Jonathan Pollard collapses in jail, rushed to hospital

JERUSALEM — Convicted spy for Israel Jonathan Pollard is undergoing observation in a hospital after collapsing in his jail cell. Pollard collapsed Saturday at the Federal Correction Institution in Butner, N.C., after complaining of being in serious pain for several weeks.

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He is receiving strong pain management medication, the Committee to Bring Jonathan Pollard Home told JTA in a statement. Doctors are set to hold more consultations and decide on further medical intervention, the statement said.

The committee said that Pollard’s wife, Esther, has been receiving updates about her husband’s condition. She and the committee have called on people to pray for his recovery. Pollard has suffered from a variety of illnesses since being imprisoned for life in 1986 after accepting a plea bargain for spying for Israel while working as a civilian analyst for the U.S. Navy.

Esther Pollard recently asked President Obama to grant clemency for her husband, since U.S presidents often grant clemency requests from Thanksgiving through the winter holidays.

The calls to release Pollard have intensified in recent months, with pleas from lawmakers and former top officials of both U.S. political parties.

U.S. Army to build large security complex near Tel Aviv

WASHINGTON — The U.S. Army is preparing to supervise the construction of an underground military complex near Tel Aviv.

The five-story complex, dubbed “Site 911,” is expected to take more than two years to build and will cost up to $100 million, according to a Nov. 29 report in the Washington Post. The complex, which will have extremely tight security, will be situated inside an Israeli Air Force base.

The construction of the facility, to be supervised by the U.S. Army Corps of Engineers, will have classrooms, an auditorium, a laboratory, shock-resistant doors and protection from non-ionizing radiation. 

Only U.S. construction firms are allowed to bid on the contract and proposals are due by Dec. 3, according to the paper, which quoted the latest Corps of Engineers notice.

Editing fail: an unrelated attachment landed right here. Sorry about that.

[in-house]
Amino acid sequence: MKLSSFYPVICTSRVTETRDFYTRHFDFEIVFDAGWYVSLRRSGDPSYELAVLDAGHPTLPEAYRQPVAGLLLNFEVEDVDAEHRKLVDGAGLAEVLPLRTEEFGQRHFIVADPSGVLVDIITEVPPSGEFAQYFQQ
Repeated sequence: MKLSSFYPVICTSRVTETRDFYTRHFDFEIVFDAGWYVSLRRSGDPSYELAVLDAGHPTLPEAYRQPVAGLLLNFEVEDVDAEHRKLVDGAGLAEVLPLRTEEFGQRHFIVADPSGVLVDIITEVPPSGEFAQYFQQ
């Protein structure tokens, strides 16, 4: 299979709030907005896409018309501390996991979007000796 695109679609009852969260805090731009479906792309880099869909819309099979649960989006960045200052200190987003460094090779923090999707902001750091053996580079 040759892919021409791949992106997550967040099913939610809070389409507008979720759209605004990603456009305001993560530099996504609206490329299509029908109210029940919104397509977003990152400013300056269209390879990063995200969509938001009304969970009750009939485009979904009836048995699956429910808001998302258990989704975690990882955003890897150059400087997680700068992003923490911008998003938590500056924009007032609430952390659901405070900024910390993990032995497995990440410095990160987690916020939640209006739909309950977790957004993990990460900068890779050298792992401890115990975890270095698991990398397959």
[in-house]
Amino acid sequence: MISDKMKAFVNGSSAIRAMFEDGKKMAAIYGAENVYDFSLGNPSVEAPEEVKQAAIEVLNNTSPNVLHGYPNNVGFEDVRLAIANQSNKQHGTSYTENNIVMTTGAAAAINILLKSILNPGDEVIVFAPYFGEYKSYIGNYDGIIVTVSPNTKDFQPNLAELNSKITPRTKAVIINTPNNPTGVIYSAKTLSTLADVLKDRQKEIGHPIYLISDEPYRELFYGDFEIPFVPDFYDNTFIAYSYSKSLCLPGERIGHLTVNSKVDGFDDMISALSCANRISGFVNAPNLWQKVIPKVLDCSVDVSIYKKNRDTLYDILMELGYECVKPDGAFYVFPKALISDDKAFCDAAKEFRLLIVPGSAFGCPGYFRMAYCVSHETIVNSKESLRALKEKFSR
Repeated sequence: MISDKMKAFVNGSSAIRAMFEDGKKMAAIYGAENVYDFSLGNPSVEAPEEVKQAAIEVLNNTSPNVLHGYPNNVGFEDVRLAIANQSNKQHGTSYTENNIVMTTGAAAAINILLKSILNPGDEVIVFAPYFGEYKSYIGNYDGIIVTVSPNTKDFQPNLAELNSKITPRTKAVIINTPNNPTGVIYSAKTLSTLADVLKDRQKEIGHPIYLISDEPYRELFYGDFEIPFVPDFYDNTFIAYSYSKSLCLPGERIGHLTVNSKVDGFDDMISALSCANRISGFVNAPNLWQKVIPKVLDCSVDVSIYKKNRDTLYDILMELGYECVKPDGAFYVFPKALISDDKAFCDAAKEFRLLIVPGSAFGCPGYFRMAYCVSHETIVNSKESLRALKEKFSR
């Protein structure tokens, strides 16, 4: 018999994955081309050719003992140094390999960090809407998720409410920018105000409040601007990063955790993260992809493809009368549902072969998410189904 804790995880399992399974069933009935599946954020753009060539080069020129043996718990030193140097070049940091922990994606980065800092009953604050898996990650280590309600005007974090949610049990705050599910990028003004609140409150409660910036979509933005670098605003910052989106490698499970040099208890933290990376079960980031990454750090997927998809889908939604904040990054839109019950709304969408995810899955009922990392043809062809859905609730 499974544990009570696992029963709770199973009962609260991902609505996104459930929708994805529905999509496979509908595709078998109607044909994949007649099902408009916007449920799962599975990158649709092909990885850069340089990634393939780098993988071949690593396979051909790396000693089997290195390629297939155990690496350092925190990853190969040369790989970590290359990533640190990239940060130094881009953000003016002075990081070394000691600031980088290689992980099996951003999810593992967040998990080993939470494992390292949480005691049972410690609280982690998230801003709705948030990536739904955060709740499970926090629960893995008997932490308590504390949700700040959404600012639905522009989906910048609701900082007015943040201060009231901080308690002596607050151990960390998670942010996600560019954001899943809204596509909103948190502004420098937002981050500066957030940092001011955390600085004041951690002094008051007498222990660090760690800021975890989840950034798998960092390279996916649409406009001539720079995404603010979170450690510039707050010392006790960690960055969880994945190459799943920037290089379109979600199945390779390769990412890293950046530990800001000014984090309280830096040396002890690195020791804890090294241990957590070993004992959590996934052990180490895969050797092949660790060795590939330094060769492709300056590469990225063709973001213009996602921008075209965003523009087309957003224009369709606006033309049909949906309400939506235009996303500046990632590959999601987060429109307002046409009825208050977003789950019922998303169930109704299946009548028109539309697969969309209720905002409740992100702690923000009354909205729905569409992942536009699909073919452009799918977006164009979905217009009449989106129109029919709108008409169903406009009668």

Within the past two years the Corps, which has three offices in Israel, completed a $30 million set of hangars at the IAF Nevatim base, the paper reported.

Site 911, which will be built at another base, appears to be one of the largest projects undertaken by the Corps in Israel. Each of the first three underground floors is to be roughly 41,000 square feet, according to the Corps notice.

The lower two floors are much smaller and hold equipment.

Obama administration pledges more funding for Iron Dome

The Obama administration will seek additional funding for Israel’s Iron Dome anti-missile program in the wake of its successes in the most recent Israel-Hamas war.

“This spring, we announced that we would provide $70 million in fiscal 2012 on top of the $205 million previously appropriated to meet Israel’s needs for that fiscal year,” Defense Secretary Leon Panetta said at a Pentagon news conference Nov. 29 with his Israeli counterpart, Ehud Barak. “And we will obviously continue to work together to seek additional funding to enable Israel to boost Iron Dome’s capacity further and to help prevent the kind of escalation and violence that we’ve seen.”

Panetta said Iron Dome intercepted 400 rockets during the eight day war, an 85 percent success rate. 

On Nov. 29, the Senate unanimously approved an amendment to the National Defense Authorization Act that urges the administration to assess any further Israeli need for additional Iron Dome batteries. 

Panetta presented Barak, who is retiring, with the Defense Department’s highest civilian honor — one traditionally given to U.S. presidents when they leave office — the Distinguished Public Servant Award.

Panetta also presented Barak with a signed photo of the two men at an Iron Dome battery in Israel, in August. Barak, in turn, presented Panetta with a model of an Iron Dome missile.